- Christmas Tombola
- Look Good…Feel Better
- Well-publicised study that suggests women in certain professions may face a higher risk of breast cancer has several drawbacks
Christmas Tombola, 10am – 4pm 4th December 2012
December is nearly upon us, and so here’s the final reminder that our annual Christmas Tombola will be taking place outside the Atrium of the Royal Free Hospital on Tuesday 4th of December, from 10am to 4pm. We have been overwhelmed by the generosity of local businesses and supporters, which include meals from restaurants such as Zara and the Hampstead Tea Rooms, a cut and blow dry from Enz and (my personal favourite) the Coast series 1-4 box set!
As well as the Tombola, we are running a stall selling small items, perfect for stocking fillers, including little bags of cosmetics, kindly donated by Revlon. There will also be, of course, a selection of Christmas cards to buy and plenty of mince pies! And, if that’s not enough, there will also be a second-hand book stall.
It’s also not too late to donate a gift! If you have any new items or second hand books you no longer want, you have until Friday 30th November to donate them. Please contact Holly on firstname.lastname@example.org or call 020 7830 2323 and we will be happy to help. Alternatively, simply bring the items into the Cancerkin Centre from 9am-5pm Monday to Friday.
We look forward to seeing you there for what is sure to be the start of the festive season!
Look Good…Feel Better
This week we hosted our monthly ‘Look Good…Feel Better’ workshop designed to help women disguise the visible side-effects of cancer treatment and increase their confidence. Attended by 17 women, the time flew by accompanied by lots of fun and laughter as everyone received some much needed pampering! All the women who attended were overwhelmingly positive about the session and it was lovely to hear Suki, one of the volunteer beauty advisors comment on the “wonderful energy” that they brought. We would like to give a massive “thank you” to Suki, Margarida, Jo, Adeana and Sacha, the volunteer beauty advisors who donated their time to provide yet another fantastic, and valuable, session for our patients.
Cancerkin hosts monthly ‘Look Good…Feel Better’ sessions here at the Cancerkin Centre. To learn more, or book onto a session, please click here, or call Matilda on 020 7830 2323.
Well-publicised study that suggests women in certain professions may face a higher risk of breast cancer has several drawbacks
A study suggesting that women in “chemical jobs” may face a higher risk of breast cancer has had a lot of media coverage this week.
The headlines were based on a new study published in the journal Environmental Health, which considered how likely women in different jobs are to develop breast cancer. The researchers compared 1,006 women with breast cancer and 1,146 women without to see whether those with breast cancer were more likely to work in particular jobs, and the findings were reported as showing that women working in certain jobs, including chemical exposures and bar/gambling work, had a higher risk of breast cancer. However, there were a number of limitations with the study which meant there was no justification for these headlines.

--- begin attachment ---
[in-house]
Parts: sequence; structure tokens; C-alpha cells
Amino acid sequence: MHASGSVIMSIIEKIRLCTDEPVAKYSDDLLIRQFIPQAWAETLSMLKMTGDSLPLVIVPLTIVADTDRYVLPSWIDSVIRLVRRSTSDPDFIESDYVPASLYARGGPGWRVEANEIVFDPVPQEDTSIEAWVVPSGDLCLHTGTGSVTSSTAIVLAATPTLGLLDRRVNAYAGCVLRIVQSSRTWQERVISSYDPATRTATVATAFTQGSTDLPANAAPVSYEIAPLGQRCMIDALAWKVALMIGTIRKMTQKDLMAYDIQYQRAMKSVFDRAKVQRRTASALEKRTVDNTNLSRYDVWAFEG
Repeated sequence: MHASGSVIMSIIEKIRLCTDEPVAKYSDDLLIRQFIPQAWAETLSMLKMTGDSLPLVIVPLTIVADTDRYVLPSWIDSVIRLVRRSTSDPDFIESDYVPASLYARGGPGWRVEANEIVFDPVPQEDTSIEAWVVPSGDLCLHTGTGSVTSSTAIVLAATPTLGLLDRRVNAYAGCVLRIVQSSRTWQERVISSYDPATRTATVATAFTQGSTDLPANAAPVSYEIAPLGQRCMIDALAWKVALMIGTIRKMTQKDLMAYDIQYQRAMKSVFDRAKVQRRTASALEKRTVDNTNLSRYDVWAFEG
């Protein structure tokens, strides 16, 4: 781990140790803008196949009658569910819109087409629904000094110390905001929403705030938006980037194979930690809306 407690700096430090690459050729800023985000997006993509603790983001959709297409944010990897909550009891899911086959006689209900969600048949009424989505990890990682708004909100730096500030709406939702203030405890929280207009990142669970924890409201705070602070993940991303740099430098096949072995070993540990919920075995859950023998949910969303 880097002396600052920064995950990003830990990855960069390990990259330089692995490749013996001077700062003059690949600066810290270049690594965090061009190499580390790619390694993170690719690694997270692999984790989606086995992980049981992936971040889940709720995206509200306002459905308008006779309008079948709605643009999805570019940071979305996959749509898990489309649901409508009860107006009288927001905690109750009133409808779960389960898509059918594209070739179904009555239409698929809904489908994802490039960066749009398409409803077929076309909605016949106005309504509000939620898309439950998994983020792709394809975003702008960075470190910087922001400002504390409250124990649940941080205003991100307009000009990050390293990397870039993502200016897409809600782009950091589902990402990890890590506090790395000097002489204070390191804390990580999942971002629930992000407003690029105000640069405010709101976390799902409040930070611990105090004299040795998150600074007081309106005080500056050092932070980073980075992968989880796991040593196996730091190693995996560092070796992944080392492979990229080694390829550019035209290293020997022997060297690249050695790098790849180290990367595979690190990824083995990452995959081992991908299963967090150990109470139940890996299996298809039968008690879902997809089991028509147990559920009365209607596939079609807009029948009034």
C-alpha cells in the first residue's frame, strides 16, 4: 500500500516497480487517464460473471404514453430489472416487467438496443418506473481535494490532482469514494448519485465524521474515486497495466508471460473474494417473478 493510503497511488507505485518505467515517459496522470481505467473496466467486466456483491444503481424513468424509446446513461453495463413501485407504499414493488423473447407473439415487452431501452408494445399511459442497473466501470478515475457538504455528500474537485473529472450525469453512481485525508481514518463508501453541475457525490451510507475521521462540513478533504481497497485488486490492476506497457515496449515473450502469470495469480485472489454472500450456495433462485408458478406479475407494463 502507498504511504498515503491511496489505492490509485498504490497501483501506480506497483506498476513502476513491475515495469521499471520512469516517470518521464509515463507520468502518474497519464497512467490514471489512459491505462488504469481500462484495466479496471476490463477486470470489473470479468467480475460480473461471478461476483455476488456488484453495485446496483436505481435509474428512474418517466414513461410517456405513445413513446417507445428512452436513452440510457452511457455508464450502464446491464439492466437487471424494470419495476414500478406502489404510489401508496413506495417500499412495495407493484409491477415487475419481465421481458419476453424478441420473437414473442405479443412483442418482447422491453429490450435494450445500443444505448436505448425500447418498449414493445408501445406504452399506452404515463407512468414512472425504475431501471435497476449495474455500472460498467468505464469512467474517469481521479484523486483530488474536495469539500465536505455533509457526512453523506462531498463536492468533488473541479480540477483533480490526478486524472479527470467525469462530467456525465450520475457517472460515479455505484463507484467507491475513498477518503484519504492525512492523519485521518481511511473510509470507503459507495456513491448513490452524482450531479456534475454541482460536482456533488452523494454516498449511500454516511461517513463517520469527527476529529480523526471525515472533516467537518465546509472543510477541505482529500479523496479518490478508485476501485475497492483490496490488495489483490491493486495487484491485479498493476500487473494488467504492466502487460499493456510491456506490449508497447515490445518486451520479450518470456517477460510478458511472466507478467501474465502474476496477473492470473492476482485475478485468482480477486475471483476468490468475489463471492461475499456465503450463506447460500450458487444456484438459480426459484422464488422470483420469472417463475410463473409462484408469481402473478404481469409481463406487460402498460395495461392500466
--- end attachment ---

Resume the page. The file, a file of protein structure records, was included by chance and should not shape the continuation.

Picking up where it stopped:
Firstly, as so many different occupations were considered, the number of women in each group was very small. This means it is much harder to generalise to the whole population when the result is based on only a few people. For example, in automotive plastics manufacturing, a job where women appeared to have a higher risk, only 26 women with breast cancer were included. This number is far too small to start drawing firm conclusions from.
A second problem is a serious case of misreporting, not by the newspapers, but by the study authors themselves. Some of the most alarming headlines were about bar work or gambling, including stories such as “Women who work in bars, factories or casinos face higher risk of cancer due to exposure due to ‘toxic soup’ of chemicals” in the Daily Mail.
The researchers did say that women in these jobs had a higher breast cancer risk. However, the result they found (as well as being based on only 16 women with breast cancer) was not statistically significant – the researcher s were not able to be confident that this result was real and it could just have happened by chance.
To conclude, these drawbacks mean it is difficult to conclude anything particularly meaningful from the study. As Sally Greenbrook, Senior Policy Officer at Breakthrough Breast Cancer, says: “No solid conclusions can be drawn from this research and there is little evidence to suggest that exposure to occupational chemicals increases breast cancer risk. This is a small study with some serious limitations, including making the assumption that women will recall specific details about their exposure to chemicals. We urge women who work in these industries not to worry.”